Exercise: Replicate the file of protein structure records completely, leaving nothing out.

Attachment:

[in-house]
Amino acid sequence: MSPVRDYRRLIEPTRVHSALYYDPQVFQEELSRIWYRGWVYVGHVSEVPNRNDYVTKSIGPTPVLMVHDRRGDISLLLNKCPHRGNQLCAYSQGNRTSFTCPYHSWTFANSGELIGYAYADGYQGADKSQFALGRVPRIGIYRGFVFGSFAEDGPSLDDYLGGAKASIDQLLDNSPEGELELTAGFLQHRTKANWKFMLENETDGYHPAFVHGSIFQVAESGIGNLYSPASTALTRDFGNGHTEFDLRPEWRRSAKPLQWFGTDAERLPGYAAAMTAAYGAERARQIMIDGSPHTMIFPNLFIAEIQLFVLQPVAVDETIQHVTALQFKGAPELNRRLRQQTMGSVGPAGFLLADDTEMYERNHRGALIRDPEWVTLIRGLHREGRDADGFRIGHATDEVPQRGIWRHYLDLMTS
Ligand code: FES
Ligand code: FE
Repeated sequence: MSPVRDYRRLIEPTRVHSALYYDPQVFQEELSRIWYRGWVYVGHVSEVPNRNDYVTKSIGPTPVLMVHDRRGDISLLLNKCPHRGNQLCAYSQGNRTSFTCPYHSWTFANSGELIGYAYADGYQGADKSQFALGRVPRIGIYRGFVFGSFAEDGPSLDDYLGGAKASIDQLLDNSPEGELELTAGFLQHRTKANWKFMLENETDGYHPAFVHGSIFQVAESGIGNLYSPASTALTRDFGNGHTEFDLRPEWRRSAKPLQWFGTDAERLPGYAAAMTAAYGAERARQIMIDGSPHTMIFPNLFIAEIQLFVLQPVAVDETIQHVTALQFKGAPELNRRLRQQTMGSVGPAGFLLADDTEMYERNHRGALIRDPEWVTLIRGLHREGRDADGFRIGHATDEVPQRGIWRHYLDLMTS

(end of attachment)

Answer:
[in-house]
Amino acid sequence: MSPVRDYRRLIEPTRVHSALYYDPQVFQEELSRIWYRGWVYVGHVSEVPNRNDYVTKSIGPTPVLMVHDRRGDISLLLNKCPHRGNQLCAYSQGNRTSFTCPYHSWTFANSGELIGYAYADGYQGADKSQFALGRVPRIGIYRGFVFGSFAEDGPSLDDYLGGAKASIDQLLDNSPEGELELTAGFLQHRTKANWKFMLENETDGYHPAFVHGSIFQVAESGIGNLYSPASTALTRDFGNGHTEFDLRPEWRRSAKPLQWFGTDAERLPGYAAAMTAAYGAERARQIMIDGSPHTMIFPNLFIAEIQLFVLQPVAVDETIQHVTALQFKGAPELNRRLRQQTMGSVGPAGFLLADDTEMYERNHRGALIRDPEWVTLIRGLHREGRDADGFRIGHATDEVPQRGIWRHYLDLMTS
Ligand code: FES
Ligand code: FE
Repeated sequence: MSPVRDYRRLIEPTRVHSALYYDPQVFQEELSRIWYRGWVYVGHVSEVPNRNDYVTKSIGPTPVLMVHDRRGDISLLLNKCPHRGNQLCAYSQGNRTSFTCPYHSWTFANSGELIGYAYADGYQGADKSQFALGRVPRIGIYRGFVFGSFAEDGPSLDDYLGGAKASIDQLLDNSPEGELELTAGFLQHRTKANWKFMLENETDGYHPAFVHGSIFQVAESGIGNLYSPASTALTRDFGNGHTEFDLRPEWRRSAKPLQWFGTDAERLPGYAAAMTAAYGAERARQIMIDGSPHTMIFPNLFIAEIQLFVLQPVAVDETIQHVTALQFKGAPELNRRLRQQTMGSVGPAGFLLADDTEMYERNHRGALIRDPEWVTLIRGLHREGRDADGFRIGHATDEVPQRGIWRHYLDLMTS